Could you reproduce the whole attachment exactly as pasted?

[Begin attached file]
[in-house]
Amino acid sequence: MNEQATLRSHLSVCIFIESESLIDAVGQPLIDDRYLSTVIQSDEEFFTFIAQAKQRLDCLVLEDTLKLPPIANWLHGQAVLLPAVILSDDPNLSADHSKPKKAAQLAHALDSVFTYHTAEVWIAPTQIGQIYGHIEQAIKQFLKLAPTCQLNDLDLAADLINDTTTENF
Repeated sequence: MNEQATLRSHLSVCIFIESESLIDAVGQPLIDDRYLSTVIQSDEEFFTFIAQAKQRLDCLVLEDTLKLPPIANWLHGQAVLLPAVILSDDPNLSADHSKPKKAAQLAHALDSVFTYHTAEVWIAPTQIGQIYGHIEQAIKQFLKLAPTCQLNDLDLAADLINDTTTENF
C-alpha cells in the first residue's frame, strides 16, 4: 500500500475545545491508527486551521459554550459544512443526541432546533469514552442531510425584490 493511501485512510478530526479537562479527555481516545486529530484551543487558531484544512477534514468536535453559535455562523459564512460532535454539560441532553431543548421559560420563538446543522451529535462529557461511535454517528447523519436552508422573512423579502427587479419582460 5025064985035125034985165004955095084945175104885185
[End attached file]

[in-house]
Amino acid sequence: MNEQATLRSHLSVCIFIESESLIDAVGQPLIDDRYLSTVIQSDEEFFTFIAQAKQRLDCLVLEDTLKLPPIANWLHGQAVLLPAVILSDDPNLSADHSKPKKAAQLAHALDSVFTYHTAEVWIAPTQIGQIYGHIEQAIKQFLKLAPTCQLNDLDLAADLINDTTTENF
Repeated sequence: MNEQATLRSHLSVCIFIESESLIDAVGQPLIDDRYLSTVIQSDEEFFTFIAQAKQRLDCLVLEDTLKLPPIANWLHGQAVLLPAVILSDDPNLSADHSKPKKAAQLAHALDSVFTYHTAEVWIAPTQIGQIYGHIEQAIKQFLKLAPTCQLNDLDLAADLINDTTTENF
C-alpha cells in the first residue's frame, strides 16, 4: 500500500475545545491508527486551521459554550459544512443526541432546533469514552442531510425584490 493511501485512510478530526479537562479527555481516545486529530484551543487558531484544512477534514468536535453559535455562523459564512460532535454539560441532553431543548421559560420563538446543522451529535462529557461511535454517528447523519436552508422573512423579502427587479419582460 5025064985035125034985165004955095084945175104885185